physical reality, because to follow us into them would require infinite
resources.

And in this manner to declare independence.

Scientists in the Manhattan Project discovered that the universe permitted
the construction of a nuclear bomb. This was not an obvious conclusion.
Perhaps nuclear weapons were not within the laws of physics. However, the
universe believes in atomic bombs and nuclear reactors. They are a phenomenon
the universe blesses, like salt, sea or stars.

Similarly, the universe, our physical universe, has that property that makes
it possible for an individual or a group of individuals to reliably,
automatically, even without knowing, encipher something, so that all the
resources and all the political will of the strongest superpower on earth may
not decipher it. And the paths of encipherment between people can mesh
together to create regions free from the coercive force of the outer state.
Free from mass interception. Free from state control.

In this way, people can oppose their will to that of a fully mobilized
superpower and win. Encryption is an embodiment of the laws of physics, and
it does not listen to the bluster of states, even transnational surveillance
dystopias.

It isn't obvious that the world had to work this way. But somehow the
universe smiles on encryption.

Cryptography is the ultimate form of non-violent direct action. While nuclear
weapons states can exert unlimited violence over even millions of
individuals, strong cryptography means that a state, even by exercising
unlimited violence, cannot violate the intent of individuals to keep secrets
from them.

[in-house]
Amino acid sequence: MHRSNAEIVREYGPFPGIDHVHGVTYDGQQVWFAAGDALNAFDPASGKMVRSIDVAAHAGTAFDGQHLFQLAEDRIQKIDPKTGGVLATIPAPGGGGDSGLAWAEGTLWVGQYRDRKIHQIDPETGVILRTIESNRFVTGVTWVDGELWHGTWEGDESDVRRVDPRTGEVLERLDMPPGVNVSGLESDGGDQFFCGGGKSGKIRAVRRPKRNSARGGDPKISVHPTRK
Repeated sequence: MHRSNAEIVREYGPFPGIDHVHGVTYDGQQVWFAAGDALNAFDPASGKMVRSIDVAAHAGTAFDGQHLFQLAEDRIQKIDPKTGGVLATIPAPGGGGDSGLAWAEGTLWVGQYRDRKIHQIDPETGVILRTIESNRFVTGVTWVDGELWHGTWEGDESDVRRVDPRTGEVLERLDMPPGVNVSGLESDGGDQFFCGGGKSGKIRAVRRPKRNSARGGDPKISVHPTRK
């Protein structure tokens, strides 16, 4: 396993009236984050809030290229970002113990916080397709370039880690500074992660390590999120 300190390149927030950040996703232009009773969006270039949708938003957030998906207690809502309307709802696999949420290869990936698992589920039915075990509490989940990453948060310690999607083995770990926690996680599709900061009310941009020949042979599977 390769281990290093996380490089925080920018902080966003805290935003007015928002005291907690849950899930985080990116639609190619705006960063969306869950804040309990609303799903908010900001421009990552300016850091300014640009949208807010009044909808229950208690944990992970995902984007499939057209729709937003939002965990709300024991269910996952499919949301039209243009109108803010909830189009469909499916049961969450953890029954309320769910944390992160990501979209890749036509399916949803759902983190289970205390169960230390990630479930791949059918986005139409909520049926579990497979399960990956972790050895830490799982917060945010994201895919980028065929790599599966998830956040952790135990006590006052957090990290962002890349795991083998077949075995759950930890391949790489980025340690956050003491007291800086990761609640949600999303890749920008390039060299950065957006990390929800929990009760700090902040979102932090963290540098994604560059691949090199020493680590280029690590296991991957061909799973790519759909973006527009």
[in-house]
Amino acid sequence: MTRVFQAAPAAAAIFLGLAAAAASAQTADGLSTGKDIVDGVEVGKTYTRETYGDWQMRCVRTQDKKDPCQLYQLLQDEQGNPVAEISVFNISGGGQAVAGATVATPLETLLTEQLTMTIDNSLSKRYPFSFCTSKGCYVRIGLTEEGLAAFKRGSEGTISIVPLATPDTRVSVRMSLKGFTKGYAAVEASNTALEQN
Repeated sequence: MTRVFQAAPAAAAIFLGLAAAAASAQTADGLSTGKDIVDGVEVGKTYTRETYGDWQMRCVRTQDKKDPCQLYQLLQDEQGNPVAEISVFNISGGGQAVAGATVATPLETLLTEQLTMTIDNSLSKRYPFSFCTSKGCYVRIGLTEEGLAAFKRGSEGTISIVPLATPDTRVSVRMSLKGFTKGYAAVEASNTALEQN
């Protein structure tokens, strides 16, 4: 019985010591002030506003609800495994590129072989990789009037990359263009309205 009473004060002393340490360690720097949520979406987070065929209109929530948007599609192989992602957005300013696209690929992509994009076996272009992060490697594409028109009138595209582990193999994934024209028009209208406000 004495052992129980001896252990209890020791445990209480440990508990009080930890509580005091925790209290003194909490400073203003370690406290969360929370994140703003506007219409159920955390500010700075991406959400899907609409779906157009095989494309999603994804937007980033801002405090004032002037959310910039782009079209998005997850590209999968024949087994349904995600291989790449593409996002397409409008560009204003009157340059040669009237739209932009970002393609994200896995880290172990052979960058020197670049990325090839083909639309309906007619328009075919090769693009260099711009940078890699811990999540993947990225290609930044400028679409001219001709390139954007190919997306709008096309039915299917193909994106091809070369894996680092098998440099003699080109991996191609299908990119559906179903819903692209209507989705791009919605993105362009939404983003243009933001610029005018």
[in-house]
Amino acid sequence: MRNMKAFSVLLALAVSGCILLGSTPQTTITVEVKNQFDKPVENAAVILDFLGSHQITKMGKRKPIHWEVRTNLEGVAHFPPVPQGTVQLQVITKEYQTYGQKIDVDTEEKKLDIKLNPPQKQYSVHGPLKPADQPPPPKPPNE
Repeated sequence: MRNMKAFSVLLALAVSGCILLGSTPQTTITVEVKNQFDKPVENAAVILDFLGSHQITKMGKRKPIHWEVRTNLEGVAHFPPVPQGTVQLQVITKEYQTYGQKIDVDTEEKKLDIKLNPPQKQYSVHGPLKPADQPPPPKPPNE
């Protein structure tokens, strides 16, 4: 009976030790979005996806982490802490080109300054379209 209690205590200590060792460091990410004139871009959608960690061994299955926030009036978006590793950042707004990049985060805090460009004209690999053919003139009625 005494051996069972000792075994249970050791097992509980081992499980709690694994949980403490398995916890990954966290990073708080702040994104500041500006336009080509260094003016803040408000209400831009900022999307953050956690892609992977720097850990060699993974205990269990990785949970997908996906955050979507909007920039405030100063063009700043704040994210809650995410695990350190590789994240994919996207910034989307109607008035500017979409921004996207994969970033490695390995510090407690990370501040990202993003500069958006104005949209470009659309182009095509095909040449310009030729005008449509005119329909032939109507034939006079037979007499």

Strong cryptography can resist an unlimited application of violence. No
amount of coercive force will ever solve a math problem.

But could we take this strange fact about the world and build it up to be a
basic emancipatory building block for the independence of mankind in the
platonic realm of the internet? And as societies merged with the internet
could that liberty then be reflected back into physical reality to redefine
the state?

Recall that states are the systems which determine where and how coercive
force is consistently applied.

The question of how much coercive force can seep into the platonic realm of
the internet from the physical world is answered by cryptography and the
cypherpunks' ideals.

As states merge with the internet and the future of our civilization becomes
the future of the internet, we must redefine force relations.

If we do not, the universality of the internet will merge global humanity
into one giant grid of mass surveillance and mass control.

We must raise an alarm. This book is a watchman's shout in the night.

On March 20, 2012, while under house arrest in the United Kingdom awaiting
extradition, I met with three friends and fellow watchmen on the principle
that perhaps in unison our voices can wake up the town. We must communicate
what we have learned while there is still a chance for you, the reader, to
understand and act on what is happening.

It is time to take up the arms of our new world, to fight for ourselves and
for those we love.

Our task is to secure self-determination where we can, to hold back the
coming dystopia where we cannot, and if all else fails, to accelerate its
self-destruction.

-- Julian Assange, London, October 2012